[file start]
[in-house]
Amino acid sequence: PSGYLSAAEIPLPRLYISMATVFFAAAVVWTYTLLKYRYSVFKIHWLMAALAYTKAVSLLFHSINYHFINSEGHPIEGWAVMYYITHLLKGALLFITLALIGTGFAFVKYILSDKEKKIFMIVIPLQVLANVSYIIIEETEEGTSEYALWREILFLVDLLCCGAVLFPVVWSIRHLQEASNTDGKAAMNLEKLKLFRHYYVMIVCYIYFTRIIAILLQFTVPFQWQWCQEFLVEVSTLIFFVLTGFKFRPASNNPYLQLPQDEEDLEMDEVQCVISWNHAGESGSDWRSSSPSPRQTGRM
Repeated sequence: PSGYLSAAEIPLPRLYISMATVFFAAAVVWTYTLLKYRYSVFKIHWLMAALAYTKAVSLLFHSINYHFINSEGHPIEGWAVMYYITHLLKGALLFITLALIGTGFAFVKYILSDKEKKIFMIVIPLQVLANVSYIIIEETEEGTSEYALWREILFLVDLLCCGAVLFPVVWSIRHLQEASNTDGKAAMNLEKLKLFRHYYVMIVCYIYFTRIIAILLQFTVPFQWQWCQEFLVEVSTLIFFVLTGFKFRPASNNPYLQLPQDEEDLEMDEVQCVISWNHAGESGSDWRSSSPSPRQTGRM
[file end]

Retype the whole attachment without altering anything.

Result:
[in-house]
Amino acid sequence: PSGYLSAAEIPLPRLYISMATVFFAAAVVWTYTLLKYRYSVFKIHWLMAALAYTKAVSLLFHSINYHFINSEGHPIEGWAVMYYITHLLKGALLFITLALIGTGFAFVKYILSDKEKKIFMIVIPLQVLANVSYIIIEETEEGTSEYALWREILFLVDLLCCGAVLFPVVWSIRHLQEASNTDGKAAMNLEKLKLFRHYYVMIVCYIYFTRIIAILLQFTVPFQWQWCQEFLVEVSTLIFFVLTGFKFRPASNNPYLQLPQDEEDLEMDEVQCVISWNHAGESGSDWRSSSPSPRQTGRM
Repeated sequence: PSGYLSAAEIPLPRLYISMATVFFAAAVVWTYTLLKYRYSVFKIHWLMAALAYTKAVSLLFHSINYHFINSEGHPIEGWAVMYYITHLLKGALLFITLALIGTGFAFVKYILSDKEKKIFMIVIPLQVLANVSYIIIEETEEGTSEYALWREILFLVDLLCCGAVLFPVVWSIRHLQEASNTDGKAAMNLEKLKLFRHYYVMIVCYIYFTRIIAILLQFTVPFQWQWCQEFLVEVSTLIFFVLTGFKFRPASNNPYLQLPQDEEDLEMDEVQCVISWNHAGESGSDWRSSSPSPRQTGRM